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changed their mind because they didn’t have the budget.” I was disappointed but then I
thought, I’ll just cancel my piano lessons for the day and go out on my own.’ I got up and
tried to vote early but there was a big long line. I had a list of polling locations and headed
downtown. I stopped at a few of the smaller ones and from everything I could see from the
outside, it looked like a normal day. I was about to leave but then through, I’ll just check
out this library. It was in the Hough neighborhood.” Hough It is one of the roughest areas of
Cleveland and Laura replies, “A woman told me “it’s really bad in there. There’s a big, long
line and nothing’s moving. People are screaming and yelling” She invited me to come in
and it was non-stop filming after that. If this woman hadn’t asked me to come in with my
camera I probably wouldn’t have gone in. The media was actually banned from filming
inside polling stations that day. I wish I could find that woman and thank her.”
Laura was in the right place at the right time. She notes, “I knew I had some great stuff
but I’m also thinking ‘everyone’s doing an election documentary’. About six months after
the election, I decided to look at the footage. I thought ‘there’s probably not enough here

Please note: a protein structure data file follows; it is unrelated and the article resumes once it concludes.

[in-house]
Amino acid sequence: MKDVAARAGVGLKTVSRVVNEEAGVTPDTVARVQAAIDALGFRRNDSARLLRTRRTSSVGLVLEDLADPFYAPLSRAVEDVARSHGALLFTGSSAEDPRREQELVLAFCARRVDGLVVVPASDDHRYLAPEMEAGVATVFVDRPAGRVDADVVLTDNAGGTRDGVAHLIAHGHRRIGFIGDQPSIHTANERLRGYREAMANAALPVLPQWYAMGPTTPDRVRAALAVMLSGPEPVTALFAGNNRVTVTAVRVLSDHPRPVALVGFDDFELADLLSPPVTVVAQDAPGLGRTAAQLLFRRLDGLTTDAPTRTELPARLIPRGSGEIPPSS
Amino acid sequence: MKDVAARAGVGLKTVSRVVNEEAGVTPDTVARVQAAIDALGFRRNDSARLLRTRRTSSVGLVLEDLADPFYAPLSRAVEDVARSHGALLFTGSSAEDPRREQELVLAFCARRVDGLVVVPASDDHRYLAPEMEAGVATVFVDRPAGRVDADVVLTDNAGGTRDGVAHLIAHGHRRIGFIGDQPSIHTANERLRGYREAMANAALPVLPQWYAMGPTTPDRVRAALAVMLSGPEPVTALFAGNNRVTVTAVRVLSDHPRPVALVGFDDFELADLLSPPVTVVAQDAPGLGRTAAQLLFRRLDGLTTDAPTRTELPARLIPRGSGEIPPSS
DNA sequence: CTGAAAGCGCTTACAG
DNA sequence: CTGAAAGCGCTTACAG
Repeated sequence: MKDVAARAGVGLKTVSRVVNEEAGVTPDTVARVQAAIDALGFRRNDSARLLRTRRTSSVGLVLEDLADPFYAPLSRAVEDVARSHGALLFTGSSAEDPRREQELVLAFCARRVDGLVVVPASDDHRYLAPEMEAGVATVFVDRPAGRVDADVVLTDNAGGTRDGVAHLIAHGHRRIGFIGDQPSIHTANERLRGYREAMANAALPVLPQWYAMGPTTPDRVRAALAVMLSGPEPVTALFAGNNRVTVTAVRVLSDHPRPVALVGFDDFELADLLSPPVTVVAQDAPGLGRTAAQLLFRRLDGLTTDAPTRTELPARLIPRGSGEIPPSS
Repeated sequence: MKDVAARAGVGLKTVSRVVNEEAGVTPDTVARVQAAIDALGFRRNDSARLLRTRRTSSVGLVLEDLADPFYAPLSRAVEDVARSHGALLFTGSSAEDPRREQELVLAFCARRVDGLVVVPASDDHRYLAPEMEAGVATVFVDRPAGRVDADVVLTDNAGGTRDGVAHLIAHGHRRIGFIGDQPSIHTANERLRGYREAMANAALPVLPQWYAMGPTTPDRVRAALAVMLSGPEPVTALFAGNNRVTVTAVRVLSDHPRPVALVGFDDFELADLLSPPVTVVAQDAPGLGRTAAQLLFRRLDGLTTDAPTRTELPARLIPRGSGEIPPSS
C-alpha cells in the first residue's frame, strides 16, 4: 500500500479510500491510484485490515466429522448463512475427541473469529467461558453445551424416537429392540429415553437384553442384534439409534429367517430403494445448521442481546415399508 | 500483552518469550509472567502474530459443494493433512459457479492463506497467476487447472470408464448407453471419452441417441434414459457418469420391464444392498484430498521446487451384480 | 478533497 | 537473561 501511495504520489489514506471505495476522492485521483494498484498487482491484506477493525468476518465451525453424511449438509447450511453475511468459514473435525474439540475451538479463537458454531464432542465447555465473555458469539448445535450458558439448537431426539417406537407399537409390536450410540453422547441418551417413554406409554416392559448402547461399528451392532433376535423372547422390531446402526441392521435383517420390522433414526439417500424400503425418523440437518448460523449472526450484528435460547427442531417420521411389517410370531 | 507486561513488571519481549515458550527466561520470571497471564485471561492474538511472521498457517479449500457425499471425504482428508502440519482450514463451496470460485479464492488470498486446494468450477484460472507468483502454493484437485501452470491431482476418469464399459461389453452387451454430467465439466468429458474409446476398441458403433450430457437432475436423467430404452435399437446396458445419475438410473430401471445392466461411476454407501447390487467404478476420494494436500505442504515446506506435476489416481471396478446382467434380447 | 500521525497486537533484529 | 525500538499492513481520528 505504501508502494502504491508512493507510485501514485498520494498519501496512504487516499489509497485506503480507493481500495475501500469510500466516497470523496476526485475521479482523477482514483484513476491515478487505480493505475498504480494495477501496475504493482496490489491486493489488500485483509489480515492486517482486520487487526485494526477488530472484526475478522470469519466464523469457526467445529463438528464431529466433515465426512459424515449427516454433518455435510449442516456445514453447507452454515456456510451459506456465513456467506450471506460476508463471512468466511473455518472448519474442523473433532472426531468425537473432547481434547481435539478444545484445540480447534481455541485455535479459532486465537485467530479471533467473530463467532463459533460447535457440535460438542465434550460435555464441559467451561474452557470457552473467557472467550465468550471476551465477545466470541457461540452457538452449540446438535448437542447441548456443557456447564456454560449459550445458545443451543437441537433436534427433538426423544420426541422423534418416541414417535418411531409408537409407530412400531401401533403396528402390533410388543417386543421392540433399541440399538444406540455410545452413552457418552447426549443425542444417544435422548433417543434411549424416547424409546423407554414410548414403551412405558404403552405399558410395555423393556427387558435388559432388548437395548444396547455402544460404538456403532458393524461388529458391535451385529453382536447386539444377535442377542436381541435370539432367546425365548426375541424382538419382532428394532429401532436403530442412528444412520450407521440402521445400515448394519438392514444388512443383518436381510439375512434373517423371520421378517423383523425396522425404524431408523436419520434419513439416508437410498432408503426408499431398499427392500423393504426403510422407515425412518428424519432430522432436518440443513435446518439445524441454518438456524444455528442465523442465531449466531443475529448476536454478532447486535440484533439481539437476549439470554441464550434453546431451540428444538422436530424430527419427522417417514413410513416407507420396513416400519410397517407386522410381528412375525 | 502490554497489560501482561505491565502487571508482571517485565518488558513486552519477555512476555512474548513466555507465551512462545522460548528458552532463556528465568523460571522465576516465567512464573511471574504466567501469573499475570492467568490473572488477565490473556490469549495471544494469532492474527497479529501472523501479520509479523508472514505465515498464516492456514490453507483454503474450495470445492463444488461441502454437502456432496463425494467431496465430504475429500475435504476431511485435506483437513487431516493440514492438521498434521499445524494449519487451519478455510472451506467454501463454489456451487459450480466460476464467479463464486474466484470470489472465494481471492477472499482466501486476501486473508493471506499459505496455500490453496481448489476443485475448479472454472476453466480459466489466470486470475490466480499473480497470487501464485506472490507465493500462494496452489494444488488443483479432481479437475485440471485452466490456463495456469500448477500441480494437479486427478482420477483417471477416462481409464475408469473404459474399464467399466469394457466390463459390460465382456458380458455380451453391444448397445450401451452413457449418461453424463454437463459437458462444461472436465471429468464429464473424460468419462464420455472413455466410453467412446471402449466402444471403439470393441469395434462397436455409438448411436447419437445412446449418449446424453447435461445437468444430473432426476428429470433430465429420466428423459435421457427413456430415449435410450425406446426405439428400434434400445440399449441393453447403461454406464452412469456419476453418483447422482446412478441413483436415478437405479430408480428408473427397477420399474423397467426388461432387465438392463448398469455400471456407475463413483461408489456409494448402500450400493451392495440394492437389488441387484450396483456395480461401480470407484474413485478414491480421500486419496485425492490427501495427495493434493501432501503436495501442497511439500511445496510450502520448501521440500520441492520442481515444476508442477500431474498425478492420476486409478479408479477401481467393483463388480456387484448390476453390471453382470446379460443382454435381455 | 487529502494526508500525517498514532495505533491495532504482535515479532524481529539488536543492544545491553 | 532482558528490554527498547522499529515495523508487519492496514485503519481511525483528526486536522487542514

to create a story, but but just for the hell of it, I’ll put together a few minutes so my family in
the West Coast to see how crazy it is here.’ Voting is not an issue there. I found a natural
beginning spot, put together about five minutes and thought, ‘hmm that’s pretty good, I’ll
try another five minutes.’ I put the film together fairly fast. It was pretty easy to edit that’s
the irony. I test screened it for a few critical friends. Everything worked except the ending.
That was the main obstacle. Once I had that, I sent it to Sundance on the latest possible
deadline thinking, ‘Everyone will have an election documentary - they’ll probably be getting
thousands.”
Laura’s intuition brought her to the polling place in the Hough area of Cleveland that day in
the middle of a rainstorm. Once she discovered decent footage, her initial thought was to
enter it in Sundance but was hesitant because she assumed everyone would have an
election documentary. Again, she followed her intuition and entered despite her personal
doubts. This is a highly competitive international film festival and her documentary, No
Umbrella Election Day in the City, was accepted as a 2006 Sundance participant (one of
70 short films out of approximately 4000 entries).
Paglin’s synopsis reads:
No Umbrella - Election Day in the City is an unblinking look at the 2004 US Election
Day failures in one of Ohio's poorest neighborhoods. In the most hotly contested
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